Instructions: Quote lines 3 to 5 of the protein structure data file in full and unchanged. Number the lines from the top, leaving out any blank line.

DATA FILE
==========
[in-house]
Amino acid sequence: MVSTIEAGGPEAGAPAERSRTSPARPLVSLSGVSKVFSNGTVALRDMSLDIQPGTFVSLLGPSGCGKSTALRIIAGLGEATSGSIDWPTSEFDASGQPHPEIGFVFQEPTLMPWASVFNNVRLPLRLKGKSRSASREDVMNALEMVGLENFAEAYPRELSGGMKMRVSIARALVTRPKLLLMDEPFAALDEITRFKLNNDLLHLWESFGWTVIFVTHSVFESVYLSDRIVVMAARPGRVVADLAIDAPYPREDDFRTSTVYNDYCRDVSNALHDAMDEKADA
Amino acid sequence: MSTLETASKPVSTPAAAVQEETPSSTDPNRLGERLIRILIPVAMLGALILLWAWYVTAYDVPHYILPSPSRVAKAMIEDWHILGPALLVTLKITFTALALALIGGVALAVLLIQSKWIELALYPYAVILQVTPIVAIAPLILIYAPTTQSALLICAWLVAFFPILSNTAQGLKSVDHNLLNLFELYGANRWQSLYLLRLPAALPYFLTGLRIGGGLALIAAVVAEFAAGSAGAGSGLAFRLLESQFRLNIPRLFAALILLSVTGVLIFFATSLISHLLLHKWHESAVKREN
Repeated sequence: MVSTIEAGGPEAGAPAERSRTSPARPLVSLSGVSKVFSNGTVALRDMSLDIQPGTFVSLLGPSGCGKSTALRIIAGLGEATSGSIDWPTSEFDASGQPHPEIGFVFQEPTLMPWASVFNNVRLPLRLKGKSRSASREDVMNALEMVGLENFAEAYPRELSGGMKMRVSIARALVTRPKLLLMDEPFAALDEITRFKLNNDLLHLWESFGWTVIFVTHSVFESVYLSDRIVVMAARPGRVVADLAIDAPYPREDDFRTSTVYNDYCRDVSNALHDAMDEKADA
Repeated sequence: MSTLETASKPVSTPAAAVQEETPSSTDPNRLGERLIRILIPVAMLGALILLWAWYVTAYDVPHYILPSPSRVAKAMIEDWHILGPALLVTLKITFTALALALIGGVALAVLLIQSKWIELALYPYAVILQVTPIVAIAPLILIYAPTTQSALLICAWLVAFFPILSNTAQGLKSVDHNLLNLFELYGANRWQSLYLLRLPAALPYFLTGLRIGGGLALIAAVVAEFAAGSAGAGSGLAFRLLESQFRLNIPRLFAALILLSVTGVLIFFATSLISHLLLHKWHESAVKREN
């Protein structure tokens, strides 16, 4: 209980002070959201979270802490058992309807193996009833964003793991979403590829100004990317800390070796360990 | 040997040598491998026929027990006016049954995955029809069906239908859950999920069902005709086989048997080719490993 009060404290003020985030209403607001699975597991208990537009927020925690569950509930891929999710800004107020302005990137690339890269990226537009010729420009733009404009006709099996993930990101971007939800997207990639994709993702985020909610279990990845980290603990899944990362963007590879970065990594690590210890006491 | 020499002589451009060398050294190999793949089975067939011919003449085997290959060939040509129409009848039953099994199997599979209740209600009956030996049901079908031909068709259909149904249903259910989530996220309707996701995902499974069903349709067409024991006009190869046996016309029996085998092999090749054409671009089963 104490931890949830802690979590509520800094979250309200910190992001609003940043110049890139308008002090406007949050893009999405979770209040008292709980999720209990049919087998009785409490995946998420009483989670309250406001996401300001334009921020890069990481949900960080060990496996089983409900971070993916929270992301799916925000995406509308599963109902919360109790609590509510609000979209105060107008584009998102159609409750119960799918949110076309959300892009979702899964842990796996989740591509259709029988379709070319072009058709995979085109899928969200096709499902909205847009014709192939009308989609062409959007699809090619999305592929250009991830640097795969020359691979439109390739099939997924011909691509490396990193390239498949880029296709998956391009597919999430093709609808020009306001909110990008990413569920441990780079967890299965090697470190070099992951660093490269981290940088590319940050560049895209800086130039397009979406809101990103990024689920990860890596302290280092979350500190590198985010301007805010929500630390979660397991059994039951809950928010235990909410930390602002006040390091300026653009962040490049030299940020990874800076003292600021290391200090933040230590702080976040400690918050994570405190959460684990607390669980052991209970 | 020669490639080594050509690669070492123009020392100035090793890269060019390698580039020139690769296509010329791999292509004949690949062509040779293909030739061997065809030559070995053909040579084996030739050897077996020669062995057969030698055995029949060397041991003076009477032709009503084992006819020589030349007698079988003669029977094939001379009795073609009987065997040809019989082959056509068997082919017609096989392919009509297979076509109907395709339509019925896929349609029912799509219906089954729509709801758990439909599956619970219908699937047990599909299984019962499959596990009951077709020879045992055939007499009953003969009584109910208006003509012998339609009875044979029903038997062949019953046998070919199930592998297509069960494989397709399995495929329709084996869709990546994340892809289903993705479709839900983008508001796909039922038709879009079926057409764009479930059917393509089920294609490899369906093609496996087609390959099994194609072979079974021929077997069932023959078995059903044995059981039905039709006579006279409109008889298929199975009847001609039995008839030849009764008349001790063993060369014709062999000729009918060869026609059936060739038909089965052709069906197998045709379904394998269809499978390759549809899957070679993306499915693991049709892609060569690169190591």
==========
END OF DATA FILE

Amino acid sequence: MSTLETASKPVSTPAAAVQEETPSSTDPNRLGERLIRILIPVAMLGALILLWAWYVTAYDVPHYILPSPSRVAKAMIEDWHILGPALLVTLKITFTALALALIGGVALAVLLIQSKWIELALYPYAVILQVTPIVAIAPLILIYAPTTQSALLICAWLVAFFPILSNTAQGLKSVDHNLLNLFELYGANRWQSLYLLRLPAALPYFLTGLRIGGGLALIAAVVAEFAAGSAGAGSGLAFRLLESQFRLNIPRLFAALILLSVTGVLIFFATSLISHLLLHKWHESAVKREN
Repeated sequence: MVSTIEAGGPEAGAPAERSRTSPARPLVSLSGVSKVFSNGTVALRDMSLDIQPGTFVSLLGPSGCGKSTALRIIAGLGEATSGSIDWPTSEFDASGQPHPEIGFVFQEPTLMPWASVFNNVRLPLRLKGKSRSASREDVMNALEMVGLENFAEAYPRELSGGMKMRVSIARALVTRPKLLLMDEPFAALDEITRFKLNNDLLHLWESFGWTVIFVTHSVFESVYLSDRIVVMAARPGRVVADLAIDAPYPREDDFRTSTVYNDYCRDVSNALHDAMDEKADA
Repeated sequence: MSTLETASKPVSTPAAAVQEETPSSTDPNRLGERLIRILIPVAMLGALILLWAWYVTAYDVPHYILPSPSRVAKAMIEDWHILGPALLVTLKITFTALALALIGGVALAVLLIQSKWIELALYPYAVILQVTPIVAIAPLILIYAPTTQSALLICAWLVAFFPILSNTAQGLKSVDHNLLNLFELYGANRWQSLYLLRLPAALPYFLTGLRIGGGLALIAAVVAEFAAGSAGAGSGLAFRLLESQFRLNIPRLFAALILLSVTGVLIFFATSLISHLLLHKWHESAVKREN